from The Century Dictionary.

  • noun The tip or armature of a gas-burning lamp or bracket, through which the gas is caused to issue for consumption.

from the GNU version of the Collaborative International Dictionary of English.

  • noun The jet piece of a gas fixture where the gas is burned as it escapes from one or more minute orifices.

from WordNet 3.0 Copyright 2006 by Princeton University. All rights reserved.

  • noun burner such that combustible gas issues from a nozzle to form a steady flame


Sorry, no etymologies found.


  • Can be reheated in a dry iron skillet, over your gas-burner flame or in the oven wrapped in foil.

    flour tortillas | Homesick Texan

  • Can be reheated in a dry iron skillet, over your gas-burner flame or in the oven wrapped in foil.

    Archive 2007-03-01

  • These he tore into very small fragments and burned the bits, — holding them over a gas-burner and letting the ashes fall into a large china plate.

    The Way We Live Now

  • The American traveller, in the present case, declined to believe that his bedroom was in a complete finished state without a gas-burner.

    The Haunted Hotel

  • A simple gas-burner was alight over the counter crowded with phials.

    Pierre And Jean

  • From the gas-burner which he lit rose a flame equal to a jet of electric light.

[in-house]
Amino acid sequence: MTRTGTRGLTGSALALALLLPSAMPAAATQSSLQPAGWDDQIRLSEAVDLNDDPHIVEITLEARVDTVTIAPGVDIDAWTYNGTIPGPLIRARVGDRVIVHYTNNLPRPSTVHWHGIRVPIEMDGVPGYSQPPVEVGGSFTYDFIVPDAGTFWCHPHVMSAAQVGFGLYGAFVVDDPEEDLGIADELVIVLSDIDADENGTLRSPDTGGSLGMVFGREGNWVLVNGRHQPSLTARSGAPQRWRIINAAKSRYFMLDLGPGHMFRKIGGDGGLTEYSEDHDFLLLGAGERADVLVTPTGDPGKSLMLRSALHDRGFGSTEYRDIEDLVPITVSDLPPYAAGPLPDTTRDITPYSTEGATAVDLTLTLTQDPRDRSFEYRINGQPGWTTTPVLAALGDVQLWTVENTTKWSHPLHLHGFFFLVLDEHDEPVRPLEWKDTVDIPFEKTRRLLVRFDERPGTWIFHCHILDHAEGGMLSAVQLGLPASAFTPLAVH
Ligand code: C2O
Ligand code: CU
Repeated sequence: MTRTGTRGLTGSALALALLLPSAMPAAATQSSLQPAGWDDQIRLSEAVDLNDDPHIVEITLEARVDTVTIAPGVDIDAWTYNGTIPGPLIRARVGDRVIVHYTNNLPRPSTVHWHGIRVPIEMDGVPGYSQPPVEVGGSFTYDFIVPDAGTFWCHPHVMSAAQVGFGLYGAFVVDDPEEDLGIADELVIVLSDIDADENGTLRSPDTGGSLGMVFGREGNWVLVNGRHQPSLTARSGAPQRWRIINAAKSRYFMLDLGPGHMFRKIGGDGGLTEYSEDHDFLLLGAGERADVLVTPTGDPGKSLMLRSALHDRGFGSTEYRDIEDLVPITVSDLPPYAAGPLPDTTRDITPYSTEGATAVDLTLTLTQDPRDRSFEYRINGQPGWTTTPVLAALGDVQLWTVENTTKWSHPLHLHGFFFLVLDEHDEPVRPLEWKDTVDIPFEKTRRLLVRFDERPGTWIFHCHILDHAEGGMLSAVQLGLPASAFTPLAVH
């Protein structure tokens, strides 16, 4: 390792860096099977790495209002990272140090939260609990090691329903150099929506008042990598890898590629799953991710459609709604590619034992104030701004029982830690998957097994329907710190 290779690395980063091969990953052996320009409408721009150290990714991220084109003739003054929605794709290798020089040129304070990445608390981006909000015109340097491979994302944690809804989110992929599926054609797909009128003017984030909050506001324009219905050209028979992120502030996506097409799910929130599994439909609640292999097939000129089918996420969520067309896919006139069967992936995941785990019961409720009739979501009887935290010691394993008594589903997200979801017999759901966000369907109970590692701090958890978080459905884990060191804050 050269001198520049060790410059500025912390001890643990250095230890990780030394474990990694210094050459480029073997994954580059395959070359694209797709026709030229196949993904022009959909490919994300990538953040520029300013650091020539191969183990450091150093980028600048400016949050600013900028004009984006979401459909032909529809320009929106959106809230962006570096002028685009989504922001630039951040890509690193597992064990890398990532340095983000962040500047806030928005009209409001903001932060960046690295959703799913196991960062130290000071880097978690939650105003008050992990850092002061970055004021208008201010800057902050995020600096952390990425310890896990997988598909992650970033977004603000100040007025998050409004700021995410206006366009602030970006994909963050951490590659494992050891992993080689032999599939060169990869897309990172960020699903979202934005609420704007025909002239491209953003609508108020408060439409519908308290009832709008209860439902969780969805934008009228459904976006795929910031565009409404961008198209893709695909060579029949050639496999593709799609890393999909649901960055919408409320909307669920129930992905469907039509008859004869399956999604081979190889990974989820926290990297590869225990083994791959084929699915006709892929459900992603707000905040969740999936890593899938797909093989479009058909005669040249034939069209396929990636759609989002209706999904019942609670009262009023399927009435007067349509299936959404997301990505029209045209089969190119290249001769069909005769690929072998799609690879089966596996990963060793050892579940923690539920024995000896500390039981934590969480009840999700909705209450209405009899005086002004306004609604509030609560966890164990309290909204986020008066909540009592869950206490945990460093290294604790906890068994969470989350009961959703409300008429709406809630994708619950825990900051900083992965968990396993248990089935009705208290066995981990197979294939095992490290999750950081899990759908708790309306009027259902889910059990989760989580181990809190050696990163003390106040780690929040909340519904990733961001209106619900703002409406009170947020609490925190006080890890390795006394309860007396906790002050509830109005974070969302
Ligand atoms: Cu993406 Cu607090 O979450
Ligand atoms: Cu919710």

Round the Moon

  • Trent jerked the gas-burner into gear and screamed away.

    Till Hell Freezes Over

  • Then he picked up from a little table a long iron tube, the end of which, resting on the table, terminated in a gas-burner that looked as though it had just been taken from some gas-cooking range.

    The Loves of Sakura Jiro and the Three Headed Maid

  • This requires scales accurate to within 10 to 15 grams, a container for measuring out exactly 1 litre and a way of drying out the material: a drying kiln or oven, or a gas-burner and pan (maximum temperature: 105°C).

    Chapter 9

  • I haven't sold only three all day, sir; do, please sir, _do_ buy some! 'and as he stood under the one gas-burner which lit the hotel-porch, I saw that his eyes were red with weeping.

    The Continental Monthly, Vol. 2, No 3, September, 1862 Devoted to Literature and National Policy.


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  • "The resulting flames assume the fancied forms of beaks, bats' wings, fish-tails, cock-spurs, etc., whence the different forms of burners have received distinctive names." --Cent. Dict.

    September 26, 2011